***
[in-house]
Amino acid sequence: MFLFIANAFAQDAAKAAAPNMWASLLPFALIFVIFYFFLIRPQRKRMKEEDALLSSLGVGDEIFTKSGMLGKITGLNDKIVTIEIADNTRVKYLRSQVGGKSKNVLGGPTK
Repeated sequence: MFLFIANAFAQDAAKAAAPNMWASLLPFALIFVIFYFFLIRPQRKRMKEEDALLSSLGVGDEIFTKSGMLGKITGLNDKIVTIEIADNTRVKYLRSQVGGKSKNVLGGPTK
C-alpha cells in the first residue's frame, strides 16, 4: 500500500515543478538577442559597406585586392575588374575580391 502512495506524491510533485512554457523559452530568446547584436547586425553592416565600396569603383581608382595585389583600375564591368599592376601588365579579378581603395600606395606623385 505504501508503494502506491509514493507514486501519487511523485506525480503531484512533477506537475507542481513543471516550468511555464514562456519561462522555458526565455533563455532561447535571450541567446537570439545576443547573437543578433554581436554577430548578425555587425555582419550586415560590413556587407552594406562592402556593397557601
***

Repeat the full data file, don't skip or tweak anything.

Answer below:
[in-house]
Amino acid sequence: MFLFIANAFAQDAAKAAAPNMWASLLPFALIFVIFYFFLIRPQRKRMKEEDALLSSLGVGDEIFTKSGMLGKITGLNDKIVTIEIADNTRVKYLRSQVGGKSKNVLGGPTK
Repeated sequence: MFLFIANAFAQDAAKAAAPNMWASLLPFALIFVIFYFFLIRPQRKRMKEEDALLSSLGVGDEIFTKSGMLGKITGLNDKIVTIEIADNTRVKYLRSQVGGKSKNVLGGPTK
C-alpha cells in the first residue's frame, strides 16, 4: 500500500515543478538577442559597406585586392575588374575580391 502512495506524491510533485512554457523559452530568446547584436547586425553592416565600396569603383581608382595585389583600375564591368599592376601588365579579378581603395600606395606623385 505504501508503494502506491509514493507514486501519487511523485506525480503531484512533477506537475507542481513543471516550468511555464514562456519561462522555458526565455533563455532561447535571450541567446537570439545576443547573437543578433554581436554577430548578425555587425555582419550586415560590413556587407552594406562592402556593397557601